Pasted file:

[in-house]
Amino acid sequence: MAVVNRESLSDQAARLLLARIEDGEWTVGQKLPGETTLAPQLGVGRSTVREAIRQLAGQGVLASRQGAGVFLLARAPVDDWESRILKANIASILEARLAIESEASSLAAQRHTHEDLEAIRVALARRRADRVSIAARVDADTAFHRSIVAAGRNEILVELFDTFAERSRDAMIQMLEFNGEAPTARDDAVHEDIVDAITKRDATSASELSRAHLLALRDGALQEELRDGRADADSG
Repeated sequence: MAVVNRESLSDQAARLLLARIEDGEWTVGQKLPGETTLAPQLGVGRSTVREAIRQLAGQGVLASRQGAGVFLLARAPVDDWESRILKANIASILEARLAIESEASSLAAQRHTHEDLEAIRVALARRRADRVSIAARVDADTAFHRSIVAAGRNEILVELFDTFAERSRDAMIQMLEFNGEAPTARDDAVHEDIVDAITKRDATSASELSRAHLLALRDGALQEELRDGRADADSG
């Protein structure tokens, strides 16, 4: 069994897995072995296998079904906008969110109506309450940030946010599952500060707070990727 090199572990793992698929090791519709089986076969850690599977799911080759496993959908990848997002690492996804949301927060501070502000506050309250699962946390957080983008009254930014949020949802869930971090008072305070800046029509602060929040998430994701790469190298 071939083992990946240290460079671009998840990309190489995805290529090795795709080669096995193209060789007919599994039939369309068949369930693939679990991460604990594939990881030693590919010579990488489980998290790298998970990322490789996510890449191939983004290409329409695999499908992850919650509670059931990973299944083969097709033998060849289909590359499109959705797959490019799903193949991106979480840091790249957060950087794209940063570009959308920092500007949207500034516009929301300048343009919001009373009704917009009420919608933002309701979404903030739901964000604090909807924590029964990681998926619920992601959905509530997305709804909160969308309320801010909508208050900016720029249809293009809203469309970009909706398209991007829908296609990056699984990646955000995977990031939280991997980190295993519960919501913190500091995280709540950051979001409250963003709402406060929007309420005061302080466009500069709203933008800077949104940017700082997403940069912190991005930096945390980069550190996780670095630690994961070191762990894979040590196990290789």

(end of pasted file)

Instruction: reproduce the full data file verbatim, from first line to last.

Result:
[in-house]
Amino acid sequence: MAVVNRESLSDQAARLLLARIEDGEWTVGQKLPGETTLAPQLGVGRSTVREAIRQLAGQGVLASRQGAGVFLLARAPVDDWESRILKANIASILEARLAIESEASSLAAQRHTHEDLEAIRVALARRRADRVSIAARVDADTAFHRSIVAAGRNEILVELFDTFAERSRDAMIQMLEFNGEAPTARDDAVHEDIVDAITKRDATSASELSRAHLLALRDGALQEELRDGRADADSG
Repeated sequence: MAVVNRESLSDQAARLLLARIEDGEWTVGQKLPGETTLAPQLGVGRSTVREAIRQLAGQGVLASRQGAGVFLLARAPVDDWESRILKANIASILEARLAIESEASSLAAQRHTHEDLEAIRVALARRRADRVSIAARVDADTAFHRSIVAAGRNEILVELFDTFAERSRDAMIQMLEFNGEAPTARDDAVHEDIVDAITKRDATSASELSRAHLLALRDGALQEELRDGRADADSG
């Protein structure tokens, strides 16, 4: 069994897995072995296998079904906008969110109506309450940030946010599952500060707070990727 090199572990793992698929090791519709089986076969850690599977799911080759496993959908990848997002690492996804949301927060501070502000506050309250699962946390957080983008009254930014949020949802869930971090008072305070800046029509602060929040998430994701790469190298 071939083992990946240290460079671009998840990309190489995805290529090795795709080669096995193209060789007919599994039939369309068949369930693939679990991460604990594939990881030693590919010579990488489980998290790298998970990322490789996510890449191939983004290409329409695999499908992850919650509670059931990973299944083969097709033998060849289909590359499109959705797959490019799903193949991106979480840091790249957060950087794209940063570009959308920092500007949207500034516009929301300048343009919001009373009704917009009420919608933002309701979404903030739901964000604090909807924590029964990681998926619920992601959905509530997305709804909160969308309320801010909508208050900016720029249809293009809203469309970009909706398209991007829908296609990056699984990646955000995977990031939280991997980190295993519960919501913190500091995280709540950051979001409250963003709402406060929007309420005061302080466009500069709203933008800077949104940017700082997403940069912190991005930096945390980069550190996780670095630690994961070191762990894979040590196990290789």